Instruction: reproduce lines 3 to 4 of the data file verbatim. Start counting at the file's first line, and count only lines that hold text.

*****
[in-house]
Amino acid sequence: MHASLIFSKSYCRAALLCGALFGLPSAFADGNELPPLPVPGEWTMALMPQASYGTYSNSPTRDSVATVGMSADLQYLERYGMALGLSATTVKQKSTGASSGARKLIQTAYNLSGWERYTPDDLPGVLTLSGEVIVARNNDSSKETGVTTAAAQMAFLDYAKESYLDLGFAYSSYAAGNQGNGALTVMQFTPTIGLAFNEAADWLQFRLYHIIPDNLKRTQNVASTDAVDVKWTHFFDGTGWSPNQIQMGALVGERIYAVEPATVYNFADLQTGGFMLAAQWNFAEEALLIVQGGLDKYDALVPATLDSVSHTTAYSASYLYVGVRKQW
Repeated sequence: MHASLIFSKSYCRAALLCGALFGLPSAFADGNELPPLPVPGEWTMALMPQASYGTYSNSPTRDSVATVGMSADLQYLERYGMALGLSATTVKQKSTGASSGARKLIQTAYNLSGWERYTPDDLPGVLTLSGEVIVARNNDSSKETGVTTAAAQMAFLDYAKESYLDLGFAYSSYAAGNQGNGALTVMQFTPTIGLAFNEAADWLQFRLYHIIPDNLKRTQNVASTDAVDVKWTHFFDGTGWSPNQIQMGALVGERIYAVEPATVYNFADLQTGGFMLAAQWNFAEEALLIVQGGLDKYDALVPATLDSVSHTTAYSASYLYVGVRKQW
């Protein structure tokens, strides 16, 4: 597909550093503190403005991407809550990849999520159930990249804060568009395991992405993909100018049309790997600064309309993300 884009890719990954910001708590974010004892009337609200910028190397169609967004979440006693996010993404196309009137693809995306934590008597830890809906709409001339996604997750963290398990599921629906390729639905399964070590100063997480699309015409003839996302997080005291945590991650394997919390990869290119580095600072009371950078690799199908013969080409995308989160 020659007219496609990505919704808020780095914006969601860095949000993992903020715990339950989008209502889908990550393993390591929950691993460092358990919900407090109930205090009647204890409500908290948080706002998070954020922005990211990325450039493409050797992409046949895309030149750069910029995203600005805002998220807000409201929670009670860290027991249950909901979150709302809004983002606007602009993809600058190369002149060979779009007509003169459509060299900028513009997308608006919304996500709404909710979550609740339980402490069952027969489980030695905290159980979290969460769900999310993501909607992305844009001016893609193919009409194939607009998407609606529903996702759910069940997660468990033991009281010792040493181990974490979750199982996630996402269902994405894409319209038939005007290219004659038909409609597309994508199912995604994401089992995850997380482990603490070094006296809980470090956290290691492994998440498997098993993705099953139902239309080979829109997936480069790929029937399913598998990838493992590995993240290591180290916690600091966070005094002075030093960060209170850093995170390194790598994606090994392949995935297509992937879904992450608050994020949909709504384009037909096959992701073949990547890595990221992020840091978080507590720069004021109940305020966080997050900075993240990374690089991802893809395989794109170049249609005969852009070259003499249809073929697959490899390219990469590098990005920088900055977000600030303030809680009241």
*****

Repeated sequence: MHASLIFSKSYCRAALLCGALFGLPSAFADGNELPPLPVPGEWTMALMPQASYGTYSNSPTRDSVATVGMSADLQYLERYGMALGLSATTVKQKSTGASSGARKLIQTAYNLSGWERYTPDDLPGVLTLSGEVIVARNNDSSKETGVTTAAAQMAFLDYAKESYLDLGFAYSSYAAGNQGNGALTVMQFTPTIGLAFNEAADWLQFRLYHIIPDNLKRTQNVASTDAVDVKWTHFFDGTGWSPNQIQMGALVGERIYAVEPATVYNFADLQTGGFMLAAQWNFAEEALLIVQGGLDKYDALVPATLDSVSHTTAYSASYLYVGVRKQW
């Protein structure tokens, strides 16, 4: 597909550093503190403005991407809550990849999520159930990249804060568009395991992405993909100018049309790997600064309309993300 884009890719990954910001708590974010004892009337609200910028190397169609967004979440006693996010993404196309009137693809995306934590008597830890809906709409001339996604997750963290398990599921629906390729639905399964070590100063997480699309015409003839996302997080005291945590991650394997919390990869290119580095600072009371950078690799199908013969080409995308989160 020659007219496609990505919704808020780095914006969601860095949000993992903020715990339950989008209502889908990550393993390591929950691993460092358990919900407090109930205090009647204890409500908290948080706002998070954020922005990211990325450039493409050797992409046949895309030149750069910029995203600005805002998220807000409201929670009670860290027991249950909901979150709302809004983002606007602009993809600058190369002149060979779009007509003169459509060299900028513009997308608006919304996500709404909710979550609740339980402490069952027969489980030695905290159980979290969460769900999310993501909607992305844009001016893609193919009409194939607009998407609606529903996702759910069940997660468990033991009281010792040493181990974490979750199982996630996402269902994405894409319209038939005007290219004659038909409609597309994508199912995604994401089992995850997380482990603490070094006296809980470090956290290691492994998440498997098993993705099953139902239309080979829109997936480069790929029937399913598998990838493992590995993240290591180290916690600091966070005094002075030093960060209170850093995170390194790598994606090994392949995935297509992937879904992450608050994020949909709504384009037909096959992701073949990547890595990221992020840091978080507590720069004021109940305020966080997050900075993240990374690089991802893809395989794109170049249609005969852009070259003499249809073929697959490899390219990469590098990005920088900055977000600030303030809680009241």